Another test-tube study found that DHMBA reduced oxidation of LDL (bad) cholesterol. Oxidation of cholesterol is a chemical reaction linked to atherosclerosis (plaque buildup in your arteries), a major risk factor for heart disease (26, ).
Though these results are promising, more research is needed to determine whether DHMBA would be effective in fighting oxidative stress in humans.
Summary DHMBA is a powerful antioxidant in oysters. It may help fight oxidative damage, benefiting liver and heart health. Still, research is currently limited to test-tube studies.
Though it’s clear that oysters offer impressive health benefits, some potential concerns exist — especially when consuming them raw.
May Contain Bacteria
Eating raw oyster meat poses a greater risk of bacterial infection.
Vibrio bacteria — including Vibrio vulnificus and Vibrio parahaemolyticus — can be concentrated in filter-feeding shellfish. Eating them raw can increase your risk of exposure.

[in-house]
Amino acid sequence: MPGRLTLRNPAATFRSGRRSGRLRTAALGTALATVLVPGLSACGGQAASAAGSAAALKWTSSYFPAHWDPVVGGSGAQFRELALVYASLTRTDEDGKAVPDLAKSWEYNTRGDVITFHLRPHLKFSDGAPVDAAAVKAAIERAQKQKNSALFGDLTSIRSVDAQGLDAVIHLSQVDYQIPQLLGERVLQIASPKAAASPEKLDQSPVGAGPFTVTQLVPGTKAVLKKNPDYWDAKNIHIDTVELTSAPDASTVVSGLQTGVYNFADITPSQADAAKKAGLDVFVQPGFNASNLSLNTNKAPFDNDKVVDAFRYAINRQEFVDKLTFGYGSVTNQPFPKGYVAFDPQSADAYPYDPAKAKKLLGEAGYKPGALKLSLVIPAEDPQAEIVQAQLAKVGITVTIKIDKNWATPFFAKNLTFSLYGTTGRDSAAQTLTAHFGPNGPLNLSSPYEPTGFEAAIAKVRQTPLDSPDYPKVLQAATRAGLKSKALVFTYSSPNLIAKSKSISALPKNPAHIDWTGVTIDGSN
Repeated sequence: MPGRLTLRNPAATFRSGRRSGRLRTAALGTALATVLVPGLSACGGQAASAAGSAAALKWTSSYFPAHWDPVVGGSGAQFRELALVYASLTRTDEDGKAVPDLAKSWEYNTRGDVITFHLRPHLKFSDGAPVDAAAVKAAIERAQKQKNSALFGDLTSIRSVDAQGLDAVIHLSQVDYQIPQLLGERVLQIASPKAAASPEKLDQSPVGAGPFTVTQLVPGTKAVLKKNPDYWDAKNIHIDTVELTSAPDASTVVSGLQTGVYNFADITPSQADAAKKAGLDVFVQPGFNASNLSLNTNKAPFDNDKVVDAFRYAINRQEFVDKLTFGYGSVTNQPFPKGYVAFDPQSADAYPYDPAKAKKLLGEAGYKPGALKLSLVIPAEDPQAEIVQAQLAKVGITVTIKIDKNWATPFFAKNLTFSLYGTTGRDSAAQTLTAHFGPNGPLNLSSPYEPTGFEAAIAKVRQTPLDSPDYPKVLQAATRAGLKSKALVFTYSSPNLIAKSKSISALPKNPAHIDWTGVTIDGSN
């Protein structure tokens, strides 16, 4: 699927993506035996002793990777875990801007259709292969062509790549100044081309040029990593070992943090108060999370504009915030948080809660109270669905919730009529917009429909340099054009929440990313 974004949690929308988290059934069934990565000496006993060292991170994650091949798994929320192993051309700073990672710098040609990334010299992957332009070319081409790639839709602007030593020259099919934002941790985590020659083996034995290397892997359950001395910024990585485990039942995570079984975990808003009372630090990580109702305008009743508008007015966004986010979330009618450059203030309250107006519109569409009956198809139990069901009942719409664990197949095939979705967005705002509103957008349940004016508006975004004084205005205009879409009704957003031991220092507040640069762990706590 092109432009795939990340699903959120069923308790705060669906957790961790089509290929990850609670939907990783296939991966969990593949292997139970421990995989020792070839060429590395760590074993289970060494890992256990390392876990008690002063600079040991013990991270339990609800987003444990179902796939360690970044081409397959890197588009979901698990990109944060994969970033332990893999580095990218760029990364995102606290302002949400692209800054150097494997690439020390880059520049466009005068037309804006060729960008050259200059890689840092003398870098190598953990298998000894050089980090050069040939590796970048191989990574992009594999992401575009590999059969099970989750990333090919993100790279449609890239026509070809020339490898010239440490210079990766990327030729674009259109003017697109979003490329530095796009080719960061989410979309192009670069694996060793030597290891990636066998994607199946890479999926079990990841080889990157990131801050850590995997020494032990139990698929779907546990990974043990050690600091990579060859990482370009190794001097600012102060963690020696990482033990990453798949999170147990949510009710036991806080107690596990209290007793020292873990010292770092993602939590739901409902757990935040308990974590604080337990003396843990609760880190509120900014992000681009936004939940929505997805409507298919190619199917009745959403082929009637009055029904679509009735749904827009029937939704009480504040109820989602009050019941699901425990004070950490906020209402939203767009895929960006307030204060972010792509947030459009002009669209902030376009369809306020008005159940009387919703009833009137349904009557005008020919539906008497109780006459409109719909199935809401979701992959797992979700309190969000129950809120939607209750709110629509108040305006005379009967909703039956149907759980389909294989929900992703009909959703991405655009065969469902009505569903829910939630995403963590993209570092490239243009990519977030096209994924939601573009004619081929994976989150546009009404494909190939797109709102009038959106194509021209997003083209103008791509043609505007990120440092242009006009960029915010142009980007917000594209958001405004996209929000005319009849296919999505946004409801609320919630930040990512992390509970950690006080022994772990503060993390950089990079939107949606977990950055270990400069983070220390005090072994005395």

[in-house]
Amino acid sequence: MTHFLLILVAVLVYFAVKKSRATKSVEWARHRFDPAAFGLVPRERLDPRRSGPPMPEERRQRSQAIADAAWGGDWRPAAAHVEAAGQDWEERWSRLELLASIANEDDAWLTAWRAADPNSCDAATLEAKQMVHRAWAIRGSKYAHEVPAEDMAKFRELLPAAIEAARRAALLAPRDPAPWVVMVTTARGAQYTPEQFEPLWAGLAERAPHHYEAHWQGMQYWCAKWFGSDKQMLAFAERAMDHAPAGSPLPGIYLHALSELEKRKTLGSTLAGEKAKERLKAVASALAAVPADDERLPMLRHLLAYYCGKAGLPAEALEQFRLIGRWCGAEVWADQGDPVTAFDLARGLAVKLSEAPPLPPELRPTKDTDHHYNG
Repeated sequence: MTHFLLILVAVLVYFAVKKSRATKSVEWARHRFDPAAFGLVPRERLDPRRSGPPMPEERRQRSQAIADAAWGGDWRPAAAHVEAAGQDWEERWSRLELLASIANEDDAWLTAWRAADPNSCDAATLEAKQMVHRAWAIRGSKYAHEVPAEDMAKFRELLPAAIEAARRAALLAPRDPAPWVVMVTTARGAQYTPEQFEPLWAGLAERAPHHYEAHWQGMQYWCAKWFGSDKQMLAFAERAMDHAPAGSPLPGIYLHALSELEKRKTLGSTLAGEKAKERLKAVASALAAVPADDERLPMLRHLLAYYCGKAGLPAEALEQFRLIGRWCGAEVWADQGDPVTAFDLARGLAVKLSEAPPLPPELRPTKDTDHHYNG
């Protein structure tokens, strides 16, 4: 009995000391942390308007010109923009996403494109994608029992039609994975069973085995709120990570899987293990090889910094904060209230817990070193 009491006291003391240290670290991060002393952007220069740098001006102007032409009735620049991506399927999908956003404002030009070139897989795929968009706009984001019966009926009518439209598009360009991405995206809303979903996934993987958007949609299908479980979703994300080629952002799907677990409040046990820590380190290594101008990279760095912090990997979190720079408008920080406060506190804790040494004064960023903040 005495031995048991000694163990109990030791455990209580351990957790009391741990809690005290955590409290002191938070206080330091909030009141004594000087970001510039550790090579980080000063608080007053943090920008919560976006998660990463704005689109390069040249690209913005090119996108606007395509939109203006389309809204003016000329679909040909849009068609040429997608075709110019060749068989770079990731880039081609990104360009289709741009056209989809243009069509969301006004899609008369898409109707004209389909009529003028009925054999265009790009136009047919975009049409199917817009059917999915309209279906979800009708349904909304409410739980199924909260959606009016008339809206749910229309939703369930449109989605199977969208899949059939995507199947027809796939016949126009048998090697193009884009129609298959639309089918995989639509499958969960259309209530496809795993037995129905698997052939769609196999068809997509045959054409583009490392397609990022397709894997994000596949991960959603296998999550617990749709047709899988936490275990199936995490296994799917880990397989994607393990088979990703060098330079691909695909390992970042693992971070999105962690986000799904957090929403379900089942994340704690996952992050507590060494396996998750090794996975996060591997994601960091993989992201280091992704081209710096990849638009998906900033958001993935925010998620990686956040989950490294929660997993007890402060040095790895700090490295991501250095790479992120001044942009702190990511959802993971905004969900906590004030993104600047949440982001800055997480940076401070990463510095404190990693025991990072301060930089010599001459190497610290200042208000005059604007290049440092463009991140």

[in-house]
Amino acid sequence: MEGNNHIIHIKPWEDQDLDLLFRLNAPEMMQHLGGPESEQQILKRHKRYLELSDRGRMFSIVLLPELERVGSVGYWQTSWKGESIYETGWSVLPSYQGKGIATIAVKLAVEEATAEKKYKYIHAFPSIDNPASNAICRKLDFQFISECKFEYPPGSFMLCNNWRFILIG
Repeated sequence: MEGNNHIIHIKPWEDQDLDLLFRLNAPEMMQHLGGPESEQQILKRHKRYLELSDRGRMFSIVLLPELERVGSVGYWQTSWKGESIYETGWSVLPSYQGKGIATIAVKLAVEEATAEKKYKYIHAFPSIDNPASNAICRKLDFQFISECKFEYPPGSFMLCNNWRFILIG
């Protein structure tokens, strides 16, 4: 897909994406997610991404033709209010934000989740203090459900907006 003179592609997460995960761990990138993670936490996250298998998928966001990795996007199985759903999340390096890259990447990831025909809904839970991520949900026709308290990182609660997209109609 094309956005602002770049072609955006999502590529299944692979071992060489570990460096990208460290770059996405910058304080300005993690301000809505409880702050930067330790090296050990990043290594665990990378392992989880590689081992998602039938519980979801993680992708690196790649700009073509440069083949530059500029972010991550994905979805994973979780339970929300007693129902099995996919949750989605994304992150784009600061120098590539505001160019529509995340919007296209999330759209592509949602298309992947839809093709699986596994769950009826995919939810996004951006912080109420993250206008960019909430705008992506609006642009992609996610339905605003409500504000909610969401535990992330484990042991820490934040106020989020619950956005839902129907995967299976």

Infections by these bacteria can lead to symptoms like diarrhea, vomiting, fever, and even more serious conditions, such as septicaemia — a serious blood infection that can cause death ().
According to the Centers for Disease Control and Prevention (CDC), 100 of the 80,000 people who get sick from vibrio bacteria in the United States every year die from the infection ().
Oysters can also carry Norwalk-type viruses and enteroviruses that can pose health risks ().
Additionally, these mollusks may contain chemical contaminants, including heavy metals like lead, cadmium, and mercury ().
Those who choose to eat raw oysters should be aware of these potential risks. At this time, there is no way to ensure that they’re safe to consume in their raw form, despite rigorous monitoring by both state and federal authorities.
This is why major health organizations like the CDC recommend that they only be eaten cooked ().
Oysters contain an exceptionally high amount of zinc. While this mineral is important for health, consuming too much can be harmful.